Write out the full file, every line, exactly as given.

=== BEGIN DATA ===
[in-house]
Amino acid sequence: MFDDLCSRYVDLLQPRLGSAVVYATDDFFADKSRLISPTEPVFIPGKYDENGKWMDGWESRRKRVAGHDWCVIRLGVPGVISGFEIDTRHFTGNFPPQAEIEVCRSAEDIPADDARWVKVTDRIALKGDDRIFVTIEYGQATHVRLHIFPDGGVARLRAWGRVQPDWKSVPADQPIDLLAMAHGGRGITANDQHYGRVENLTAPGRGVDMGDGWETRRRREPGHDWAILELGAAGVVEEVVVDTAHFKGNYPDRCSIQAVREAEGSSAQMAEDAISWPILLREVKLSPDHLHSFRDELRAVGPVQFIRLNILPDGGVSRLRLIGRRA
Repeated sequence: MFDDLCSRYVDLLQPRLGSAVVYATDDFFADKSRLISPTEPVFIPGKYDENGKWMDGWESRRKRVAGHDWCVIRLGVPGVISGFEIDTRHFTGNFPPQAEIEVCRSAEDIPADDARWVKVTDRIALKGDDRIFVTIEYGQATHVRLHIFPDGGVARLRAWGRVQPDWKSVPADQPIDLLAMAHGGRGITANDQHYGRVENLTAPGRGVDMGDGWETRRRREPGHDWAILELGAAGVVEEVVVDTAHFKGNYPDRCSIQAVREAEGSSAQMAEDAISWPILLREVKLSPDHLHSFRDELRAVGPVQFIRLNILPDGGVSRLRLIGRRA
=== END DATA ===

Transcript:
[in-house]
Amino acid sequence: MFDDLCSRYVDLLQPRLGSAVVYATDDFFADKSRLISPTEPVFIPGKYDENGKWMDGWESRRKRVAGHDWCVIRLGVPGVISGFEIDTRHFTGNFPPQAEIEVCRSAEDIPADDARWVKVTDRIALKGDDRIFVTIEYGQATHVRLHIFPDGGVARLRAWGRVQPDWKSVPADQPIDLLAMAHGGRGITANDQHYGRVENLTAPGRGVDMGDGWETRRRREPGHDWAILELGAAGVVEEVVVDTAHFKGNYPDRCSIQAVREAEGSSAQMAEDAISWPILLREVKLSPDHLHSFRDELRAVGPVQFIRLNILPDGGVSRLRLIGRRA
Repeated sequence: MFDDLCSRYVDLLQPRLGSAVVYATDDFFADKSRLISPTEPVFIPGKYDENGKWMDGWESRRKRVAGHDWCVIRLGVPGVISGFEIDTRHFTGNFPPQAEIEVCRSAEDIPADDARWVKVTDRIALKGDDRIFVTIEYGQATHVRLHIFPDGGVARLRAWGRVQPDWKSVPADQPIDLLAMAHGGRGITANDQHYGRVENLTAPGRGVDMGDGWETRRRREPGHDWAILELGAAGVVEEVVVDTAHFKGNYPDRCSIQAVREAEGSSAQMAEDAISWPILLREVKLSPDHLHSFRDELRAVGPVQFIRLNILPDGGVSRLRLIGRRA